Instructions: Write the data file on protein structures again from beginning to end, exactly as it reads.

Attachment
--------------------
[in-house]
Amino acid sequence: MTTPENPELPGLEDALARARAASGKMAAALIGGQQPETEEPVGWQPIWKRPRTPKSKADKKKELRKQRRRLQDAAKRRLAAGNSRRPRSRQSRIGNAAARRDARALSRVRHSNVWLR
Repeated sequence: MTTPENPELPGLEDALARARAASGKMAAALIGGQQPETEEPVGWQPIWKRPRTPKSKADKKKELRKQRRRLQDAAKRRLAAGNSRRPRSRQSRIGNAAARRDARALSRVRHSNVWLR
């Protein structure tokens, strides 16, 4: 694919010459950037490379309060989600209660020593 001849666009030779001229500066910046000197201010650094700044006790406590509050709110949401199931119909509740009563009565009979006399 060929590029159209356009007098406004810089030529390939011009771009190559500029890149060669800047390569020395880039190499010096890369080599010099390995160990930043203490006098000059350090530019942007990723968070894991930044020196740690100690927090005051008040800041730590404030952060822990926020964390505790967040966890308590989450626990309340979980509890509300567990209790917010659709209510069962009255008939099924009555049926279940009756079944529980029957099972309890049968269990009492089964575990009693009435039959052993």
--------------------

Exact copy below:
[in-house]
Amino acid sequence: MTTPENPELPGLEDALARARAASGKMAAALIGGQQPETEEPVGWQPIWKRPRTPKSKADKKKELRKQRRRLQDAAKRRLAAGNSRRPRSRQSRIGNAAARRDARALSRVRHSNVWLR
Repeated sequence: MTTPENPELPGLEDALARARAASGKMAAALIGGQQPETEEPVGWQPIWKRPRTPKSKADKKKELRKQRRRLQDAAKRRLAAGNSRRPRSRQSRIGNAAARRDARALSRVRHSNVWLR
């Protein structure tokens, strides 16, 4: 694919010459950037490379309060989600209660020593 001849666009030779001229500066910046000197201010650094700044006790406590509050709110949401199931119909509740009563009565009979006399 060929590029159209356009007098406004810089030529390939011009771009190559500029890149060669800047390569020395880039190499010096890369080599010099390995160990930043203490006098000059350090530019942007990723968070894991930044020196740690100690927090005051008040800041730590404030952060822990926020964390505790967040966890308590989450626990309340979980509890509300567990209790917010659709209510069962009255008939099924009555049926279940009756079944529980029957099972309890049968269990009492089964575990009693009435039959052993």